### Video Transcript

A school holds a ceremony to honor members of the school administration, which contains 25 teachers and 15 executives. The ceremony will honor 10 members, and the school must choose at least five teachers and at least three executives. Given that the teachers will stand on the left of the stage and the executives will stand on the right of the stage, what is the total number of possible onstage configurations for the members of the school administration? Express your answer in terms of combinations or permutations.

Let’s begin by thinking about what this could look like. We’re going to choose at least five teachers from a total of 25 and at least three executives from a total of 15. Our aim in doing so is to honor exactly 10 members. So how many teachers and how many executives could we have? Well, we can have no fewer than five teachers. So we could have exactly five teachers, which would mean we would also have exactly five executives. We could have six teachers and four executives. And the final option is to have seven teachers and three executives. We know there are no other options because we must choose at least three executives.

We’re also told that, as in the diagram, the teachers will stand on the left of the stage and the executives will stand on the right. This minimizes the total number of ways of ordering these groups of people. In fact, we’ve represented all three possible ways of doing so. It does not matter the order in which the teachers stand, nor does it matter the order in which the executives stand. And so, that should remind us whether we need to use combinations or permutations here. The difference between calculating combinations and permutations is whether order matters. With a combination, the order here in which the people stand matters. With permutations, the order in which our people stand doesn’t matter. So we’re going to be using permutations.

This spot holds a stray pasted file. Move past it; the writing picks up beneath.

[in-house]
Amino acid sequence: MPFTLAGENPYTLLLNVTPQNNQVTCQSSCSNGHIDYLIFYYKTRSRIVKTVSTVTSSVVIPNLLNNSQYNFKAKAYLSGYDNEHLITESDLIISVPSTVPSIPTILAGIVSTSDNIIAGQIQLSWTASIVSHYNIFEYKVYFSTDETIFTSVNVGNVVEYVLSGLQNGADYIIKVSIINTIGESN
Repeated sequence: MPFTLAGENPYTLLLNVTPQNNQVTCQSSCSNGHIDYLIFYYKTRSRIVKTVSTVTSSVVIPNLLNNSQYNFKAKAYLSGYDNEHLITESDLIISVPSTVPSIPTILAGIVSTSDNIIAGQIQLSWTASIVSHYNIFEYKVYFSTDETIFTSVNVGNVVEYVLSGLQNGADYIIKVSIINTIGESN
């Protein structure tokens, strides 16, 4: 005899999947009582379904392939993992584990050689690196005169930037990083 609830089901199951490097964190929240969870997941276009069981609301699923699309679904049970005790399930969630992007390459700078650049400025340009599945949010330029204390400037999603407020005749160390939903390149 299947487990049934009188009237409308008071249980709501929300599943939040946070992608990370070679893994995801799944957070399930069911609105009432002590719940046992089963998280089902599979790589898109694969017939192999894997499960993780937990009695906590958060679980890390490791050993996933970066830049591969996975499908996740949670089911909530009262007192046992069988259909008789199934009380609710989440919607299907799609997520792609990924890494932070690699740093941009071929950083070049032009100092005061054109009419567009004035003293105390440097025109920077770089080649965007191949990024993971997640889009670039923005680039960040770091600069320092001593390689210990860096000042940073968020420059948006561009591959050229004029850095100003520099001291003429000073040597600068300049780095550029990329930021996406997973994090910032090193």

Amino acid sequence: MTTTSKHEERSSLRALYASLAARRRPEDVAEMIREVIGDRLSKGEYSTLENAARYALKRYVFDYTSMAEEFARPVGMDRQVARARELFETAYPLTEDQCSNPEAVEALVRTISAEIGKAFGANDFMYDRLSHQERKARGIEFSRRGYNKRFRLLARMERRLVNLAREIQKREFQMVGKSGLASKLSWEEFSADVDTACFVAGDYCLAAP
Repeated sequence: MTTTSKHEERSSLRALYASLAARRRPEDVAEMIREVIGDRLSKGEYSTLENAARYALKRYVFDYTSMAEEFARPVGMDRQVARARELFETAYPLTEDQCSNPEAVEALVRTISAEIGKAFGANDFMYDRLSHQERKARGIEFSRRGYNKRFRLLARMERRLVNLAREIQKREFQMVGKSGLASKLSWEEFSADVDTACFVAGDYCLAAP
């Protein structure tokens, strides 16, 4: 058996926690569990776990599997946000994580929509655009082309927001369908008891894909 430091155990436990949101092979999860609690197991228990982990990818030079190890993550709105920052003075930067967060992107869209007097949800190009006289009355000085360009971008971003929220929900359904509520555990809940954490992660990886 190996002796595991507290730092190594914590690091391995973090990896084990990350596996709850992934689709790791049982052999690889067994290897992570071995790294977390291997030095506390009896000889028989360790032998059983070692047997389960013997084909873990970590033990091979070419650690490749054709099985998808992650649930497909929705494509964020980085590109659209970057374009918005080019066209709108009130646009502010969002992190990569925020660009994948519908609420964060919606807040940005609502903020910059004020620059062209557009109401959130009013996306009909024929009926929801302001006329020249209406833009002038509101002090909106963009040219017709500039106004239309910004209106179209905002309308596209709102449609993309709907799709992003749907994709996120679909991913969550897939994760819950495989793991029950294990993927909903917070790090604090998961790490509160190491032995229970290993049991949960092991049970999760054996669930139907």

And if we want to calculate the number of ways of choosing 𝑟 items from a total of 𝑛 when order doesn’t matter, we represent that as 𝑛P𝑟 as shown. So if we look at the number of ways of choosing our five teachers, we know we’re choosing from a total of 25. Since order doesn’t matter then, the number of ways of choosing these five teachers is 25P five. In a similar way, we’re choosing five executives from a total of 15, and order doesn’t matter, so that’s 15P five. Then in our next option, it’s 25P six to choose six teachers and 15P four to choose four executives. Finally, choosing seven teachers from a total of 25 is 25P seven. And to choose our three executives is 15P three.

But how do we combine these? Well, here’s where we remind ourselves what the product rule for counting tells us. This tells us that the total number of outcomes for two or more events is found by multiplying the number of outcomes of each event together. So the number of ways of choosing five teachers and five executives is 25P five times 15P five. Then the number of ways of choosing six teachers and four executives is 25P six times 15P four. And finally, we multiply 25P seven by 15P three to find the total number of ways of choosing seven teachers and three executives. We’re still not done, of course. We still need to combine each of these three options.

This is where we remind ourselves what we mean when we talk about the addition rule. Sometimes called the basic counting principle, it tells us that if we have 𝑎 number of ways of doing something and 𝑏 number of ways of doing another thing and we can’t do both at the same time, then there are 𝑎 plus 𝑏 ways to choose one of the actions. In other words, to find the total number of ways of choosing five teachers and five executives or six teachers and four executives or seven teachers and three executives, we add each of these together. And that tells us the total number of onstage configurations for members of this school administration. And that’s an answer given in permutations. It’s 25P five times 15P five plus 25P six times 15P four plus 25P seven times 15P three.